“[It] is divided into two types of workouts: one is the fat-blast walk, which is an interval walking routine that can be very well integrated into any cardio workout that someone may already have established. Again, this interval program is all about changing up the routine and surprising your muscles,” said Austin. Read Full Post >
‘Tis the season. Not that one, but the season where anyone and everyone stands a chance at making a buck if they’re selling a weight loss or fitness product. Some of the most amusing products surface in these first few weeks of the new year. This year, it’s a surprising new fitness book written by 50 Cent.
Wait? Isn’t he a rapper? What’s he doing selling a fitness book? That’s what we thought, too.
50 Cent, or Curtis Jackson III, just released his new book titledFormula 50: A 6-Week Total Body Transformation Plan. It is targeted to weight training enthusiasts and features the metabolic resistance training method and a nutrition guide. Furthermore, the book is supposed to give readers an “all-access pass to [50’s] premium plan for lifelong fitness.” If you’re picking up on a tone of skepticism, you’re reading this right.
There’s no denying that 50 Cent is in incredible shape. Clearly he follows a plan that puts him in better shape than most athletes, let alone rappers. However, the book (and common knowledge) indicate that he has no formal training or credentials to back his fitness advice. Is being fit and a celebrity enough to safely offer fitness, weight training and nutrition plans?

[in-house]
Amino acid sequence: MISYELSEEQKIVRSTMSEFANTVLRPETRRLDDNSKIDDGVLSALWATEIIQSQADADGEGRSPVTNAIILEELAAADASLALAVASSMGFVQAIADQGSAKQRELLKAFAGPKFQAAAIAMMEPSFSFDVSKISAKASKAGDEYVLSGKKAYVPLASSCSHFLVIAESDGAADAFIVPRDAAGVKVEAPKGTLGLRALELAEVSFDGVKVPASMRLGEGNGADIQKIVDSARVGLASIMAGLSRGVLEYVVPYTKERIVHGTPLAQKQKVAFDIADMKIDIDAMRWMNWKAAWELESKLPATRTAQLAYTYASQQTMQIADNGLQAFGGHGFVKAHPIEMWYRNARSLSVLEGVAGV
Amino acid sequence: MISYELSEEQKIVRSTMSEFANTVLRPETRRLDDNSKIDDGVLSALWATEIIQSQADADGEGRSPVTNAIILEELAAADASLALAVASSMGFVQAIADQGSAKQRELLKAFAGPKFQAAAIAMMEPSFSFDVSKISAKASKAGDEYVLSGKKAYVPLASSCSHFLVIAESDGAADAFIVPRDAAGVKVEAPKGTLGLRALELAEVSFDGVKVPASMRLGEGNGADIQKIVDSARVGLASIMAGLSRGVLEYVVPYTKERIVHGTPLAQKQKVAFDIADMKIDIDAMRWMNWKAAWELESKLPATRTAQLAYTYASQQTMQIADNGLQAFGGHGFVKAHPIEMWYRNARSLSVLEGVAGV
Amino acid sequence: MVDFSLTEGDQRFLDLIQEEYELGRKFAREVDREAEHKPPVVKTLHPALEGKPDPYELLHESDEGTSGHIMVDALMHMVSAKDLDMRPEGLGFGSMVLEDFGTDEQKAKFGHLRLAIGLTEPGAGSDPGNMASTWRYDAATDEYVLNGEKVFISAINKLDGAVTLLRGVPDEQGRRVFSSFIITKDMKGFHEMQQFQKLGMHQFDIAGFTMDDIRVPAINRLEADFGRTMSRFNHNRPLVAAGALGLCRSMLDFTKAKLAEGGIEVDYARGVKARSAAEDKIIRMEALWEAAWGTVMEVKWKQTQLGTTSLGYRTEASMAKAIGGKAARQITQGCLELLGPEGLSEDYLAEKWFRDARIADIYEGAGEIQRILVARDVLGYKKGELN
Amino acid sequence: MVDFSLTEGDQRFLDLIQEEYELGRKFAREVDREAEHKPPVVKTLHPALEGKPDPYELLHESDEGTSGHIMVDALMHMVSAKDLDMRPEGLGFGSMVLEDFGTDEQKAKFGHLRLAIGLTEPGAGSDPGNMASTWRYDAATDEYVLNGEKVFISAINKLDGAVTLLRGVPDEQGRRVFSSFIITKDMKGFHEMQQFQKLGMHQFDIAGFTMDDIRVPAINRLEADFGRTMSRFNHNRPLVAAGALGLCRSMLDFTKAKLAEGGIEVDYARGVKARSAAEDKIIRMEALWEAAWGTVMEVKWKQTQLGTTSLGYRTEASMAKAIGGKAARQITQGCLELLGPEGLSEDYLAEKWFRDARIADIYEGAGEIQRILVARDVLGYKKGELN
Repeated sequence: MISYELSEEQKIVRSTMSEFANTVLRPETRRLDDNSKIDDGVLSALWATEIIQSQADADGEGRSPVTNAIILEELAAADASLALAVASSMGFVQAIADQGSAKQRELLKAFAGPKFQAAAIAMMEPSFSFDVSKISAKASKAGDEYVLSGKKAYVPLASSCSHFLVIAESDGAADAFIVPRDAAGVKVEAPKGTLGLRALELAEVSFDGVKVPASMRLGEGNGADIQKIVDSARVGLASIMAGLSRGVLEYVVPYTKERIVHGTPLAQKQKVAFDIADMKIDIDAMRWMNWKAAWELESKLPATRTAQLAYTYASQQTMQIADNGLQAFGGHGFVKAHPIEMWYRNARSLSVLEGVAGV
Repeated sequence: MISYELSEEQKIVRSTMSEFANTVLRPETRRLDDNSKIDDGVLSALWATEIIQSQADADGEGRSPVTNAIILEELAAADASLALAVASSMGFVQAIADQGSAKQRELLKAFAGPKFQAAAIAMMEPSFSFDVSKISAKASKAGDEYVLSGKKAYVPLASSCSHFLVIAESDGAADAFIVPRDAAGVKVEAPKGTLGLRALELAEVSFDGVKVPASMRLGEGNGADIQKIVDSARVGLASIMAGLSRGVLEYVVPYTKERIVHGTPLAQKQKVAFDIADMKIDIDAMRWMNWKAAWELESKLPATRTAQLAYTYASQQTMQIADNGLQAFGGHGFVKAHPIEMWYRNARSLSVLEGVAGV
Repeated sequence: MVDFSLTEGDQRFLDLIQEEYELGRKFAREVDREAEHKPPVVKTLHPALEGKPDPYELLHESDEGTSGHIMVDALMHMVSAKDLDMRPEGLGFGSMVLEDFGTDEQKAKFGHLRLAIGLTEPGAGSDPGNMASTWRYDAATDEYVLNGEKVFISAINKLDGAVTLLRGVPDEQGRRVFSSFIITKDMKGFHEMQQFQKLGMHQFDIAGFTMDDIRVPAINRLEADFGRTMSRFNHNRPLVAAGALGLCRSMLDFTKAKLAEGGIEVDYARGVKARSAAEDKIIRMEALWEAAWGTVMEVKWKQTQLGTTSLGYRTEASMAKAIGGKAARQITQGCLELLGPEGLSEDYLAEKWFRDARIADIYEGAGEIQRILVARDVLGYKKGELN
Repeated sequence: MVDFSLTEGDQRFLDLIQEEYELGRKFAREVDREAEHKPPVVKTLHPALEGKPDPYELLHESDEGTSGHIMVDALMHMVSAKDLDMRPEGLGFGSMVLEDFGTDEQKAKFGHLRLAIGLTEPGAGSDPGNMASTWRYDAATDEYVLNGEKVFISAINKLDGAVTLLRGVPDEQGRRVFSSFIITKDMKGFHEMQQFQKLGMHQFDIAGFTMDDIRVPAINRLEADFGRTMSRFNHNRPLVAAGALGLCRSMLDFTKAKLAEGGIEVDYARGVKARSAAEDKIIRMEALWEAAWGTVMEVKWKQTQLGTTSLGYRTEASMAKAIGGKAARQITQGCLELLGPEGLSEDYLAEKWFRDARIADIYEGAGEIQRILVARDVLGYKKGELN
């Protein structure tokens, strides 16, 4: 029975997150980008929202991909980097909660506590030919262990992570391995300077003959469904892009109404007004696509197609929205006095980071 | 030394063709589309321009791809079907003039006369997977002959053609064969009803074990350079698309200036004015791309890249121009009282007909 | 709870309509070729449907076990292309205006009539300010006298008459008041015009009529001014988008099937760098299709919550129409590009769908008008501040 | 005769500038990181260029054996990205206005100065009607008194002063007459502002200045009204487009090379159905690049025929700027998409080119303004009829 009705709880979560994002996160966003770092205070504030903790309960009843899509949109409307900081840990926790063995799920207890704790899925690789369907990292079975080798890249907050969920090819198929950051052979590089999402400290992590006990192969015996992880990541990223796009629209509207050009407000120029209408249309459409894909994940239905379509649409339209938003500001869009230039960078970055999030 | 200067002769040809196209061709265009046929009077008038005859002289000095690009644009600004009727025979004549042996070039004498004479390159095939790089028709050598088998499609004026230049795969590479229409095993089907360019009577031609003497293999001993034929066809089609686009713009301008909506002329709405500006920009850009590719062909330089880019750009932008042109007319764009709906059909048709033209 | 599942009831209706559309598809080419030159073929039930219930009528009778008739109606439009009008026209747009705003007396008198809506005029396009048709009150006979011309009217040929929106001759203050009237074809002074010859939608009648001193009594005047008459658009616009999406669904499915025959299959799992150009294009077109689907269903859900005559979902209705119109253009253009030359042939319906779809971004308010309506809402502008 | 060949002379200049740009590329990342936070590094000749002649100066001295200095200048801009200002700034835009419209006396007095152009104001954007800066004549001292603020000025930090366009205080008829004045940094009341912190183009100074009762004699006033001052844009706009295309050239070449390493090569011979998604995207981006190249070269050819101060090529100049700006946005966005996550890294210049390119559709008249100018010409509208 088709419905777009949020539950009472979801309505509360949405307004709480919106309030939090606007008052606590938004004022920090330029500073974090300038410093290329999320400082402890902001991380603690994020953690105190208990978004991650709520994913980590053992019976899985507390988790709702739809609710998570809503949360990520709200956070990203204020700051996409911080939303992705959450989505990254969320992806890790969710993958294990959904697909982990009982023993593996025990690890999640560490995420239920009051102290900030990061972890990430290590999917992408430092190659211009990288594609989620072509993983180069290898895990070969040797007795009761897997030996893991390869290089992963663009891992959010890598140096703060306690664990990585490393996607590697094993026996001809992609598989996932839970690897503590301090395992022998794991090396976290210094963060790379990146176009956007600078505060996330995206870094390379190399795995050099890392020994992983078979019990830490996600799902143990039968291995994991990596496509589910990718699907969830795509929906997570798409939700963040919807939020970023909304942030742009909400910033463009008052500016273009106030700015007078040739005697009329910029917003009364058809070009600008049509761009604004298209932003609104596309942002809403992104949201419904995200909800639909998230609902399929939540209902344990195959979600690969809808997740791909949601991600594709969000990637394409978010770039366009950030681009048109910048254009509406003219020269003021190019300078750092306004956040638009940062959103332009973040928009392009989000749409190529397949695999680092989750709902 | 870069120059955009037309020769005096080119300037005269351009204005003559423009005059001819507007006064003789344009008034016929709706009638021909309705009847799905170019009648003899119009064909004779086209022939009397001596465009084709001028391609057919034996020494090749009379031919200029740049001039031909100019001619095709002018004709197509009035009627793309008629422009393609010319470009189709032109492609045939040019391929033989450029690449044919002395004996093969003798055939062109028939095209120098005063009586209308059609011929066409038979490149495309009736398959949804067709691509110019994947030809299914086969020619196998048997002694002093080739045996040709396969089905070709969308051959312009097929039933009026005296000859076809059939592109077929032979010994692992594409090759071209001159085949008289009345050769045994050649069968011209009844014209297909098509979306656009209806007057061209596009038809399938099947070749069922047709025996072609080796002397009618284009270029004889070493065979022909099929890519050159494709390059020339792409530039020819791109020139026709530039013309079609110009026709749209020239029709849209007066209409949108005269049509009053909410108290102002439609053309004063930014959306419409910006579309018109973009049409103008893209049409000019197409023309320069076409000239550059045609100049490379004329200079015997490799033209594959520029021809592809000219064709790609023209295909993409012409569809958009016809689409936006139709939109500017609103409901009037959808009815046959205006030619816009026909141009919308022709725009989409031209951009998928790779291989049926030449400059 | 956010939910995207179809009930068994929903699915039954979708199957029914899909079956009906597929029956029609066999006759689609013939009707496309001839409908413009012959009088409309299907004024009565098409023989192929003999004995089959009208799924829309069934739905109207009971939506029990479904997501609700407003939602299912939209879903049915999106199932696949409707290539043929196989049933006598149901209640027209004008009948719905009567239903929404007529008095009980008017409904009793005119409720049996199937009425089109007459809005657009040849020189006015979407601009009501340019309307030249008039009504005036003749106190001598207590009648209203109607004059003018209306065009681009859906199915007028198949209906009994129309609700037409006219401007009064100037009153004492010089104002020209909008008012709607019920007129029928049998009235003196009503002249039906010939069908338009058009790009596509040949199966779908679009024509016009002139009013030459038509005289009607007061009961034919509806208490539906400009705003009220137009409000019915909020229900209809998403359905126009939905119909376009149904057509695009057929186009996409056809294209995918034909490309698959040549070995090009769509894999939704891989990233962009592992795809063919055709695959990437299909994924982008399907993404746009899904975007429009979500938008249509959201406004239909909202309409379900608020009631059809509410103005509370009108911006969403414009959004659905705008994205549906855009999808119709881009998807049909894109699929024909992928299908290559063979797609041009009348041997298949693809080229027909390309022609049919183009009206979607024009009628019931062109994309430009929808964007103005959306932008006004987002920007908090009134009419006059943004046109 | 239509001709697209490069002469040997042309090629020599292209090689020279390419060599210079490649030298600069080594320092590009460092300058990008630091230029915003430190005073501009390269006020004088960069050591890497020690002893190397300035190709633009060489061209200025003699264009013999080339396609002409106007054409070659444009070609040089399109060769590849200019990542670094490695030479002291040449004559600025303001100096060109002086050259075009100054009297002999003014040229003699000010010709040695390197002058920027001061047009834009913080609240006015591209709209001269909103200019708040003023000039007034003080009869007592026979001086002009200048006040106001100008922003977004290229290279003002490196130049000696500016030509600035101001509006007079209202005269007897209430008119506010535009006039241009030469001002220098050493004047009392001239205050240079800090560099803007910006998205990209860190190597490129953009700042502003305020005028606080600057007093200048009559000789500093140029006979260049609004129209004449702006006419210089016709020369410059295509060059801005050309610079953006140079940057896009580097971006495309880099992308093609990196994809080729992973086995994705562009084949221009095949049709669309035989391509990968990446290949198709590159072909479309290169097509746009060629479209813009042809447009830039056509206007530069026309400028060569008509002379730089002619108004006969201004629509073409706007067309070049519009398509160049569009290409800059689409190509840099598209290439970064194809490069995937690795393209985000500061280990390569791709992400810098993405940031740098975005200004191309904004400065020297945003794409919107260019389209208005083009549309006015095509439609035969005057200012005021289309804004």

“I highly doubt that 50 Cent has any fitness training credentials or a degree in exercise science,” John Spencer Ellis, the founder of the National Exercise & Sports Trainers Association (NESTA), told us. “However, he has probably consulted several trainers along the way with his own fitness program.” Read Full Post >
Ten years ago, Today Show weather anchor Al Roker decided he needed a drastic change in his lifestyle when he tipped the scale at 340 pounds. He decided to have a gastric bypass surgery in 2002 and lost 100 pounds in eight months, eventually reaching 190 pounds lost. Then, five years ago, he received the devastating news that his mother had cancer, and his weight crept back up as he dealt with her terminal illness. After regaining and losing another 40 pounds through a 28-day cleanse and strict diet and exercise regimen, Roker writes about it all in his memoir “Never Goin’ Back,” released Dec. 31, 2012.
He talked about shedding the “fat guy image” and his new book this morning on Today.
Roker relates in his book that he chose to have bariatric surgery after losing his father to lung cancer in 2001. He had yo-yo dieted for years with no lasting results. He describes his aha! moment in an interview with PARADE magazine:
“[My father] was at Memorial Sloan-Kettering, and I would go in every day. We’d talk and joke, and then one day he got serious and said, ‘Look, we both know I’m not going to be here to help you with my grandkids, so you gotta promise you’re going to lose weight.” Seven days later he was gone. A few weeks afterward, [Deborah and I] found out we were pregnant with our son Nicky. I said, “Okay, I’m going to have to do something.”
Roker found success with a gastric bypass, but admits it is not for everyone, calling it just another tool for losing weight that was a very difficult choice for him. When his mother got sick, his healthy living routine went to the wayside as he balanced spending as much time as he could with her with the normal pressures of his work and family life. He thought he could handle a few slip-ups with his diet, eventually reverting back to old habits and secret binge eating, and used food as a form of self-medication. Read Full Post >